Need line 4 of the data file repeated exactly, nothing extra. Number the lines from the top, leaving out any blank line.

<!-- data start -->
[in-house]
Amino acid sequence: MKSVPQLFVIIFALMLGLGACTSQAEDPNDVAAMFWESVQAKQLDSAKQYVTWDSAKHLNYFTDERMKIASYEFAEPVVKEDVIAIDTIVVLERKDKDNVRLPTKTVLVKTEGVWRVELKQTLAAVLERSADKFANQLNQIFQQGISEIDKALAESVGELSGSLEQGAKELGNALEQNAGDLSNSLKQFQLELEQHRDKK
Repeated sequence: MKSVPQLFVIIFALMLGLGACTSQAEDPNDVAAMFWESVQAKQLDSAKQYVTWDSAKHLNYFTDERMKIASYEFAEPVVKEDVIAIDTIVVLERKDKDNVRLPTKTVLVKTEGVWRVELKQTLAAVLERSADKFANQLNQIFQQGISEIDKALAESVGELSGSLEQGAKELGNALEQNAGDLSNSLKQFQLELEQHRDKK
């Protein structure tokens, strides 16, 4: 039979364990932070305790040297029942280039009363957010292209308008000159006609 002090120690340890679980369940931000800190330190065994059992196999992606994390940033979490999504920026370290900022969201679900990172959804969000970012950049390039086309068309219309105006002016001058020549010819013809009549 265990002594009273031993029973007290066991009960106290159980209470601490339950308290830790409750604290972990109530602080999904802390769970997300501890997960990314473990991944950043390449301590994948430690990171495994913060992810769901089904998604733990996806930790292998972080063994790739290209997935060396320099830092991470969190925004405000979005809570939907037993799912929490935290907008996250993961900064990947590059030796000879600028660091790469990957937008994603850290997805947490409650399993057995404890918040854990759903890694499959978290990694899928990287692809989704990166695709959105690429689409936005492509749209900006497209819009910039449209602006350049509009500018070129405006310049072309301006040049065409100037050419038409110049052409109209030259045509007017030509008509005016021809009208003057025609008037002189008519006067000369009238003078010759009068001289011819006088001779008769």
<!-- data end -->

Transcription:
């Protein structure tokens, strides 16, 4: 039979364990932070305790040297029942280039009363957010292209308008000159006609 002090120690340890679980369940931000800190330190065994059992196999992606994390940033979490999504920026370290900022969201679900990172959804969000970012950049390039086309068309219309105006002016001058020549010819013809009549 265990002594009273031993029973007290066991009960106290159980209470601490339950308290830790409750604290972990109530602080999904802390769970997300501890997960990314473990991944950043390449301590994948430690990171495994913060992810769901089904998604733990996806930790292998972080063994790739290209997935060396320099830092991470969190925004405000979005809570939907037993799912929490935290907008996250993961900064990947590059030796000879600028660091790469990957937008994603850290997805947490409650399993057995404890918040854990759903890694499959978290990694899928990287692809989704990166695709959105690429689409936005492509749209900006497209819009910039449209602006350049509009500018070129405006310049072309301006040049065409100037050419038409110049052409109209030259045509007017030509008509005016021809009208003057025609008037002189008519006067000369009238003078010759009068001289011819006088001779008769």